Liberace, who originally hailed from Milwaukee, knew the importance of pleasing the audiences of middle America.
I wonder what Lee (as his friends called him) would think of another movie being made about his private life.
Based on the 1988 autobiography "Behind the Candelabra," written by the glitzy showman's much younger companion Scott Thorson about their 6-year relationship, HBO is airing their new film of the same name on television premiering 8 p.m. Sunday night with Matt Damon as Thorson and Michael Douglas as Liberace.
Directed by Steven Soderbergh, it stars Debbie Reynolds as his beloved mother Frances, Dan Ackroyd as his longtime tough manager Seymour Heller and Rob Lowe as Liberace's plastic surgeon Dr. Jack Startz. All of these principle figures are all dead, with the exception of 54-year-old Thorson, who is now in jail in Reno for burglary charges.
This isn't the first time Liberace's private life has unfolded on screen. In October 1988, just a year after his death, two network made-for-tv rival movies aired. On ABC, it was "Liberace," starring Andrew Robinson as Liberace, John Rubinstein as his publicist Jamie James and Rue McClanahan as his mother Frances, the project headed by Liberace's attorney Joel Strote.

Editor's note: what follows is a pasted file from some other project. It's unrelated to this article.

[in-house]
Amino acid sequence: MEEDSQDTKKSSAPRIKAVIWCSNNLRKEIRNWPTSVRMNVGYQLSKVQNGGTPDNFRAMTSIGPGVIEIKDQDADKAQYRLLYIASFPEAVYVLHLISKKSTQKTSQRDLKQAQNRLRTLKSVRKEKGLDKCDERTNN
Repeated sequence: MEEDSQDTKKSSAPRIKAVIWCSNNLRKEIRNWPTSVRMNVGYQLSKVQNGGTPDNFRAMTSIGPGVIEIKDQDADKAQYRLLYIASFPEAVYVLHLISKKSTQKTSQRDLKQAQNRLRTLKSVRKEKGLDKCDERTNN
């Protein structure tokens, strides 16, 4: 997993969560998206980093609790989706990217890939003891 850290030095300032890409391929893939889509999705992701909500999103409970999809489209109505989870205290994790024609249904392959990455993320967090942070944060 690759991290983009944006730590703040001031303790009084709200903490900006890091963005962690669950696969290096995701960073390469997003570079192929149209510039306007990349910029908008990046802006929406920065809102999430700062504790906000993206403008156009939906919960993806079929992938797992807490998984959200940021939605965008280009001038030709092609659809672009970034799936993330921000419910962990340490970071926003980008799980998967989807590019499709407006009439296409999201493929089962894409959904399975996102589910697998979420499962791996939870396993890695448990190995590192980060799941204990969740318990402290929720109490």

On rival CBS, "Liberace: Behind the Music," starred Victor Garber as Liberace and Maureen Stapleton as his mother, with Liberace's manager Heller as this movie's producer.
Though we shared a mutual friendship with late comedienne Phyllis Diller, I never met or interviewed Liberace. In fact, I only first met Phyllis in 1986 when she played the Holiday Star Theatre, now Star Plaza Theatre, which was just a year before Liberace's death.
Bill Wellman, 88, an executive of Whiteco Industries and region restaurateur, was the man hired in 1976 to work with the White family to help develop the then new venue, Holiday Star Theatre, which opened in 1979.
Wellman's favorite entertainer of all time is still Liberace, who would play 14 shows at Holiday Star in 12 days, and based on gross revenue, remains the theater's biggest money-making headliner.
I last visited the Liberace Museum in Las Vegas in 2007, and it closed after 31 years in 2010. While there, I purchased items for a contest giveaway. I have a copy of a Liberace kitchen apron, emblazoned with piano keys, a keepsake book calendar of photos, a copy of his spaghetti sauce recipe, and a 24-carat gold Liberace Christmas ornament.
Now, here's the trivia question to answer correctly to have your name entered in today's drawing:
• What is the name of the famous ice skater who dated Liberace?
You have until midnight tonight to call with the correct answer to this question.
All the readers who call in with the correct answer will be entered in the random drawing. PLEASE INCLUDE your name, town you reside in and a best contact telephone number. Call the CONTEST LINE at (219) 933-4173 with your answers.
Winners will be contacted Tuesday. The contest is not open to Times employees and their immediate families.